It's totally not fair that Amazon Alexa users can say "Computer!" in terrible brogue and get their every Star Trek fantasy made manifest and Apple users can't.
It took Apple until 2016 — five long years after launch — to provided the beginnings of a Siri application programming interface for developers. Instead of a bunch of limited, rigid word recipes, though, Apple's ambition is to provide fully fleshed out domains. We've only gotten a few so far:
- Ride booking
- Photo and video
- Payment apps
- VoIP calling
It's not hard to imagine (and long for!) more. Music, for example, to give voice control to Spotify. Podcasts, so Overcast, Pocket Casts, and the like can work in the same way as Apple's Podcasts.
The end game would be Apple's newly acquired Workflow, though. Who needs IFTTT if you can build your own Siri-enabled automations right inside iOS?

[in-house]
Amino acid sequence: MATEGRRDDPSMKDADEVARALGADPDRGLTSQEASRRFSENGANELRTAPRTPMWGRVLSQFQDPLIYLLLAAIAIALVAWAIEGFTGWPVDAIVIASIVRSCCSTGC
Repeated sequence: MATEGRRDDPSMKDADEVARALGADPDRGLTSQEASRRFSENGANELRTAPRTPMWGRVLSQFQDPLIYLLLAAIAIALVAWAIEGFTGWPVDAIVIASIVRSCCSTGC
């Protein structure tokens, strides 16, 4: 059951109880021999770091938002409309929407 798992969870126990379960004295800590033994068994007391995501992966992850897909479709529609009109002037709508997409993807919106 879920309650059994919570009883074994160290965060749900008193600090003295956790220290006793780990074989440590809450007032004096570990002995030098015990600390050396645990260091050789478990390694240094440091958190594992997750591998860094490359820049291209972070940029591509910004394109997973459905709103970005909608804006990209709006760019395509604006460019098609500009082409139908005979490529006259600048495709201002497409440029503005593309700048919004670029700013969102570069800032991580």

Siri has a single name but multiple "personalities". Siri on iPhone can do different things than Siri on Apple TV, which can do different things than Siri on Mac.
Sometimes that makes sense. None of the Mac-specific file handling features are needed or wanted on Apple TV, for example. Sometimes, though, they make no sense at all. Why can I use Siri to control HomeKit from my iPhone, iPad, Apple Watch, and Apple TV but not my Mac?
Consistency is a user-facing feature. If you can't rely on something to be there, you'll soon stop trying. No customer should have to even think about which Siri service is available on which device. We should simply speak and it should simply work. That's the job.
Celebrity voice packs!